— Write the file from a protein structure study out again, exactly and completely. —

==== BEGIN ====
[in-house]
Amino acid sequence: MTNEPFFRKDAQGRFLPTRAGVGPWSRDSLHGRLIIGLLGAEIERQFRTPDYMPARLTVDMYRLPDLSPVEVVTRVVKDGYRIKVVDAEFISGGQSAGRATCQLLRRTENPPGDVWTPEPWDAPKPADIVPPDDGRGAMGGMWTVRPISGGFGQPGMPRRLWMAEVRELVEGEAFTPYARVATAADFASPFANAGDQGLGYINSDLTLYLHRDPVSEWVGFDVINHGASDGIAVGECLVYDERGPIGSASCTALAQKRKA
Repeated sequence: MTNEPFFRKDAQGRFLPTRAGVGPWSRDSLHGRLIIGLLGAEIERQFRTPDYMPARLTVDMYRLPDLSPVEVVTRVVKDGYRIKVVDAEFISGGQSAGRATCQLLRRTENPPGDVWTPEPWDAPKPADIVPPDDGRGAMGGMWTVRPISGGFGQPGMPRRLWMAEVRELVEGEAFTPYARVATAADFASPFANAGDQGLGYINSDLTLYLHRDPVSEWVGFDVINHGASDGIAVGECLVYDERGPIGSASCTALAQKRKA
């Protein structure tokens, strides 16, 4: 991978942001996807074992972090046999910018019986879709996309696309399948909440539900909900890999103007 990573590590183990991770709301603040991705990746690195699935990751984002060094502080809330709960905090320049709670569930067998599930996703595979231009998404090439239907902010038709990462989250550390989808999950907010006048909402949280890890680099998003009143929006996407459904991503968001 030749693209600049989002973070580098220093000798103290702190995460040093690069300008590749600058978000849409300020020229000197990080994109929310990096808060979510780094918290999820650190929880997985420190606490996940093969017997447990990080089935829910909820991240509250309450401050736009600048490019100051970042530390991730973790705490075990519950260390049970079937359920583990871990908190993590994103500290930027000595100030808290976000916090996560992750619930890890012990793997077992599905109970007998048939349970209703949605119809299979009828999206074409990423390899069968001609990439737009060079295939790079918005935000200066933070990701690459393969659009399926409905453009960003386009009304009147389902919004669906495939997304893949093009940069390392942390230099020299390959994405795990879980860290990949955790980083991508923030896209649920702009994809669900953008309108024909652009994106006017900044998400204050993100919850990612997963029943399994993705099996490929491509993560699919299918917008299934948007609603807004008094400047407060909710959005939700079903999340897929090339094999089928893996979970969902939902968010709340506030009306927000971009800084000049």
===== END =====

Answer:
[in-house]
Amino acid sequence: MTNEPFFRKDAQGRFLPTRAGVGPWSRDSLHGRLIIGLLGAEIERQFRTPDYMPARLTVDMYRLPDLSPVEVVTRVVKDGYRIKVVDAEFISGGQSAGRATCQLLRRTENPPGDVWTPEPWDAPKPADIVPPDDGRGAMGGMWTVRPISGGFGQPGMPRRLWMAEVRELVEGEAFTPYARVATAADFASPFANAGDQGLGYINSDLTLYLHRDPVSEWVGFDVINHGASDGIAVGECLVYDERGPIGSASCTALAQKRKA
Repeated sequence: MTNEPFFRKDAQGRFLPTRAGVGPWSRDSLHGRLIIGLLGAEIERQFRTPDYMPARLTVDMYRLPDLSPVEVVTRVVKDGYRIKVVDAEFISGGQSAGRATCQLLRRTENPPGDVWTPEPWDAPKPADIVPPDDGRGAMGGMWTVRPISGGFGQPGMPRRLWMAEVRELVEGEAFTPYARVATAADFASPFANAGDQGLGYINSDLTLYLHRDPVSEWVGFDVINHGASDGIAVGECLVYDERGPIGSASCTALAQKRKA
């Protein structure tokens, strides 16, 4: 991978942001996807074992972090046999910018019986879709996309696309399948909440539900909900890999103007 990573590590183990991770709301603040991705990746690195699935990751984002060094502080809330709960905090320049709670569930067998599930996703595979231009998404090439239907902010038709990462989250550390989808999950907010006048909402949280890890680099998003009143929006996407459904991503968001 030749693209600049989002973070580098220093000798103290702190995460040093690069300008590749600058978000849409300020020229000197990080994109929310990096808060979510780094918290999820650190929880997985420190606490996940093969017997447990990080089935829910909820991240509250309450401050736009600048490019100051970042530390991730973790705490075990519950260390049970079937359920583990871990908190993590994103500290930027000595100030808290976000916090996560992750619930890890012990793997077992599905109970007998048939349970209703949605119809299979009828999206074409990423390899069968001609990439737009060079295939790079918005935000200066933070990701690459393969659009399926409905453009960003386009009304009147389902919004669906495939997304893949093009940069390392942390230099020299390959994405795990879980860290990949955790980083991508923030896209649920702009994809669900953008309108024909652009994106006017900044998400204050993100919850990612997963029943399994993705099996490929491509993560699919299918917008299934948007609603807004008094400047407060909710959005939700079903999340897929090339094999089928893996979970969902939902968010709340506030009306927000971009800084000049």